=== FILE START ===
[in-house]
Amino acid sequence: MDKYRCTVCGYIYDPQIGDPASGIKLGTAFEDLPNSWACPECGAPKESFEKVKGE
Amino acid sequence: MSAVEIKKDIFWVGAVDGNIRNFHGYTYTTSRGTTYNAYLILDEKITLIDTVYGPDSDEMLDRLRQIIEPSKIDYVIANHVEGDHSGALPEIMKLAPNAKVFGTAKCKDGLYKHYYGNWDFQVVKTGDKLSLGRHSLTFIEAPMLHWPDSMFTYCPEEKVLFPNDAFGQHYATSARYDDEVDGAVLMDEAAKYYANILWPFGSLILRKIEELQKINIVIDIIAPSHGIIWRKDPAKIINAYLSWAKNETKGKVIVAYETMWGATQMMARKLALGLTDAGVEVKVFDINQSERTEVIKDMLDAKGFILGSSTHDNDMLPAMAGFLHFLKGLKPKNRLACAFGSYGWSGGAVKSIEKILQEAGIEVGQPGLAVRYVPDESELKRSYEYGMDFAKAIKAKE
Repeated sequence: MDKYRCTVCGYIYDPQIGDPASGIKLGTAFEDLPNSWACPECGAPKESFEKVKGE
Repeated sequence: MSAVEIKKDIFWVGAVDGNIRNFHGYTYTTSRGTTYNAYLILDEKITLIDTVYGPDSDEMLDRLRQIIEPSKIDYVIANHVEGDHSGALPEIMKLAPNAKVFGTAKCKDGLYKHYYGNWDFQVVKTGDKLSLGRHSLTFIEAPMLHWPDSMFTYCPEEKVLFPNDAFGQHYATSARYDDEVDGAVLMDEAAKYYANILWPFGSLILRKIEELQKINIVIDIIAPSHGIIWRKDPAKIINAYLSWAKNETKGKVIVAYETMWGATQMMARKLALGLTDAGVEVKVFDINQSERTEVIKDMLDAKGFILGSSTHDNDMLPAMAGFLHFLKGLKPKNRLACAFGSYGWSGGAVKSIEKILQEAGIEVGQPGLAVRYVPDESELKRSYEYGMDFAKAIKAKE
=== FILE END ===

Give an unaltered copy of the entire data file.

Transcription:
[in-house]
Amino acid sequence: MDKYRCTVCGYIYDPQIGDPASGIKLGTAFEDLPNSWACPECGAPKESFEKVKGE
Amino acid sequence: MSAVEIKKDIFWVGAVDGNIRNFHGYTYTTSRGTTYNAYLILDEKITLIDTVYGPDSDEMLDRLRQIIEPSKIDYVIANHVEGDHSGALPEIMKLAPNAKVFGTAKCKDGLYKHYYGNWDFQVVKTGDKLSLGRHSLTFIEAPMLHWPDSMFTYCPEEKVLFPNDAFGQHYATSARYDDEVDGAVLMDEAAKYYANILWPFGSLILRKIEELQKINIVIDIIAPSHGIIWRKDPAKIINAYLSWAKNETKGKVIVAYETMWGATQMMARKLALGLTDAGVEVKVFDINQSERTEVIKDMLDAKGFILGSSTHDNDMLPAMAGFLHFLKGLKPKNRLACAFGSYGWSGGAVKSIEKILQEAGIEVGQPGLAVRYVPDESELKRSYEYGMDFAKAIKAKE
Repeated sequence: MDKYRCTVCGYIYDPQIGDPASGIKLGTAFEDLPNSWACPECGAPKESFEKVKGE
Repeated sequence: MSAVEIKKDIFWVGAVDGNIRNFHGYTYTTSRGTTYNAYLILDEKITLIDTVYGPDSDEMLDRLRQIIEPSKIDYVIANHVEGDHSGALPEIMKLAPNAKVFGTAKCKDGLYKHYYGNWDFQVVKTGDKLSLGRHSLTFIEAPMLHWPDSMFTYCPEEKVLFPNDAFGQHYATSARYDDEVDGAVLMDEAAKYYANILWPFGSLILRKIEELQKINIVIDIIAPSHGIIWRKDPAKIINAYLSWAKNETKGKVIVAYETMWGATQMMARKLALGLTDAGVEVKVFDINQSERTEVIKDMLDAKGFILGSSTHDNDMLPAMAGFLHFLKGLKPKNRLACAFGSYGWSGGAVKSIEKILQEAGIEVGQPGLAVRYVPDESELKRSYEYGMDFAKAIKAKE